Augustus P. Cooke
Augustus Paul Cooke was a mid-19th century United States Navy officer.
Cooke entered the United States Naval Academy during the 1850s, and passed examinations to become a Midshipman on 29 April 1859. His nomination to the rank of Lieutenant was approved by President James Buchanan for approval by the Senate in late 1860, and became official on 28 December of that year following the retirement of Lieutenant Robert Selden, which left a vacancy in the Navy's officer corps. This highly-rigid system of officer promotion based on seniority and available positions were a common feature of 19th century navies.
When the Civil War broke out, Cooke remained loyal to the Union. He was promoted to Lieutenant Commander on 11 August 1862 and shortly afterwards was given command of the steamer USS Estrella when the Navy took her into service late in the year. Under Cooke's command, Estrella saw extensive service in the fighting along the Gulf Coast. He was relieved of his command shortly before the Battle of Mobile Bay and ordered back to the Union states.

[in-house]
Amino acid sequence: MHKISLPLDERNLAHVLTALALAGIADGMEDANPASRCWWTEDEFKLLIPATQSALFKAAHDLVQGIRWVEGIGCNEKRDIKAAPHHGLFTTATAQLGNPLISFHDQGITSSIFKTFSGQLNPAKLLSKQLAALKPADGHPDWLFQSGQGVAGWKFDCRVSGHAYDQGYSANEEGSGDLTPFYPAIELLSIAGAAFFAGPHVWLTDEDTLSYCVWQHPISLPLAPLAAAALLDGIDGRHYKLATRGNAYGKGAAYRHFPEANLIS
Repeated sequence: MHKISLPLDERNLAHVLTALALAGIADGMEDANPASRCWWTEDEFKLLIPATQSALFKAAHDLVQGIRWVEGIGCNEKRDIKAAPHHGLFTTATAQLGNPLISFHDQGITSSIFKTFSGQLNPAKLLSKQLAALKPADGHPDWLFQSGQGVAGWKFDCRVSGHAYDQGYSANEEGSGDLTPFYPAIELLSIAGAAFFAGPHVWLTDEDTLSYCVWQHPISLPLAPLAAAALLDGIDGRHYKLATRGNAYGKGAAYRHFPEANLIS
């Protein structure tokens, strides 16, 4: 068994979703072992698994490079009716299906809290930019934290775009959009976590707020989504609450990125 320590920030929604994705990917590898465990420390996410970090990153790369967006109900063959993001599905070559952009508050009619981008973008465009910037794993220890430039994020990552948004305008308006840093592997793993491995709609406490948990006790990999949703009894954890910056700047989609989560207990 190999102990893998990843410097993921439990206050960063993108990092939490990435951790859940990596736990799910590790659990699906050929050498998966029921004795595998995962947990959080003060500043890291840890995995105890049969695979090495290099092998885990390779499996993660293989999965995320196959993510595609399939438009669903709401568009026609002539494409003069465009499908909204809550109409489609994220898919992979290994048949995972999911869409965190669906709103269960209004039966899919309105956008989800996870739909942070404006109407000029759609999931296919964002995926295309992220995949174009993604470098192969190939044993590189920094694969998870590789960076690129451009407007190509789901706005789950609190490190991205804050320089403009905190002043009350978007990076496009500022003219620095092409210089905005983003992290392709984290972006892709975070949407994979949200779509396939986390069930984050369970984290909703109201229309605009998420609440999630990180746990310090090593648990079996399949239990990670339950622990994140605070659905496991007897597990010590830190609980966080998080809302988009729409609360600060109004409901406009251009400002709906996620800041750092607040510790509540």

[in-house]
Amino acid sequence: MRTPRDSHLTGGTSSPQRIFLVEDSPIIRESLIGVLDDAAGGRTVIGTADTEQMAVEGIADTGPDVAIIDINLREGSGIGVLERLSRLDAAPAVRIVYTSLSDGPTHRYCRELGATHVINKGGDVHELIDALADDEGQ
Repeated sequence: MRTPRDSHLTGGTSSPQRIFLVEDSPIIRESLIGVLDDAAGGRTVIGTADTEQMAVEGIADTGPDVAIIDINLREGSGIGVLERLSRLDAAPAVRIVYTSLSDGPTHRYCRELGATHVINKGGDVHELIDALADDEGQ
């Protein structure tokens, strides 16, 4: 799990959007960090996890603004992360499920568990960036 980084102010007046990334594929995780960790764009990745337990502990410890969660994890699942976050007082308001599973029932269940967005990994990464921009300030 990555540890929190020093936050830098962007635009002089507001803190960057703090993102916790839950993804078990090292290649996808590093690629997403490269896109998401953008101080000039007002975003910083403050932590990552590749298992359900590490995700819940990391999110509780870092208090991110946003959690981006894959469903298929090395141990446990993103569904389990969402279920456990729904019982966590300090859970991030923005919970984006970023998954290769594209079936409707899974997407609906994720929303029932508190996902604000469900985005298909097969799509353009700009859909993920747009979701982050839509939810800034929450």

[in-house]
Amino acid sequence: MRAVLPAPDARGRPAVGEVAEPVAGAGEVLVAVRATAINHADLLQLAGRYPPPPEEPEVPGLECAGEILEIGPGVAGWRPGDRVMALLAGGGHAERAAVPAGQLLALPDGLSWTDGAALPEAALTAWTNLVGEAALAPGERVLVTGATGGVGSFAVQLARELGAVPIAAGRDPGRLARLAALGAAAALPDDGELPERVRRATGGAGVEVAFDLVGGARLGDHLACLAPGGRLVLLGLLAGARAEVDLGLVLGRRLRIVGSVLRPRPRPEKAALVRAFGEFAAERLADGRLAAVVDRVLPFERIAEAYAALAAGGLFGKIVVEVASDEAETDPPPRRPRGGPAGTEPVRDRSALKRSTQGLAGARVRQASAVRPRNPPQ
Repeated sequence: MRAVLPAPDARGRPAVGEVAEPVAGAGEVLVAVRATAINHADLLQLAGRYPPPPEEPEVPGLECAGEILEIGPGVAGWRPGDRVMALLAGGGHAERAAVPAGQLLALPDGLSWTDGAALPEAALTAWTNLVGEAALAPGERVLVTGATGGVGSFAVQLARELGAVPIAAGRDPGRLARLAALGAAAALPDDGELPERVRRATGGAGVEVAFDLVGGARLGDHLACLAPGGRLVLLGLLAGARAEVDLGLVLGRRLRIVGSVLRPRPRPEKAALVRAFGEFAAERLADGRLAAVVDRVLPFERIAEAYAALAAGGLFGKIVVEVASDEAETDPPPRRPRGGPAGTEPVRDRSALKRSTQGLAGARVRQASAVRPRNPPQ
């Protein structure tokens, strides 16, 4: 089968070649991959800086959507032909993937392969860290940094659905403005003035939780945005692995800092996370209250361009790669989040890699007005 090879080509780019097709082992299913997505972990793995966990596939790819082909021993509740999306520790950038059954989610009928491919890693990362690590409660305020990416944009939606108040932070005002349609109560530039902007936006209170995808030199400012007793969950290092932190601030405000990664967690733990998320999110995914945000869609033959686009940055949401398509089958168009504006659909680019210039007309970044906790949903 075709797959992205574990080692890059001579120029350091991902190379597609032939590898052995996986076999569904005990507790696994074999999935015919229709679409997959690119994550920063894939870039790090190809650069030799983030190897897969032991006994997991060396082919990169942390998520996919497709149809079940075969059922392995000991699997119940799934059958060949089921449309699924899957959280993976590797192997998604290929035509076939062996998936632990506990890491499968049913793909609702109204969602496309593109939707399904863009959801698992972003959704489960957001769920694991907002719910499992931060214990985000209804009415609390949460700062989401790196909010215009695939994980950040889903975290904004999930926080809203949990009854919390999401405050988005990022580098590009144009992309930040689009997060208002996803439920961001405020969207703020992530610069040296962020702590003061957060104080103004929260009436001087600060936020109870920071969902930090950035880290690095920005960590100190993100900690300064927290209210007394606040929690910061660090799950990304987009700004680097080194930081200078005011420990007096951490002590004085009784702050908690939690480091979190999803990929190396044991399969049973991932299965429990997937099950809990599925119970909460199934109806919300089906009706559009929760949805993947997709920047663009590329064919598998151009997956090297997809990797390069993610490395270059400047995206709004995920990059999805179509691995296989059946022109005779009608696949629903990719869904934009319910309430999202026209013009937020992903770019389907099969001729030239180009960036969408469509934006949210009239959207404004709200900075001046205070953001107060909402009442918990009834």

Cooke remained in the navy after the end of the war and was promoted to Commander on 15 August 1870. Four years later he was appointed as the commanding officer of the newly commissioned torpedo ram USS Intrepid, giving him the distinction of being the first American naval officer to command a ship armed with self-propelled torpedoes.
After leaving Intrepid Cooke was promoted to Captain on 25 November 1881. By 1888 he was serving as a branch vice-president of the United States Naval Institute. Cooke retired from the navy on 27 May 1892.
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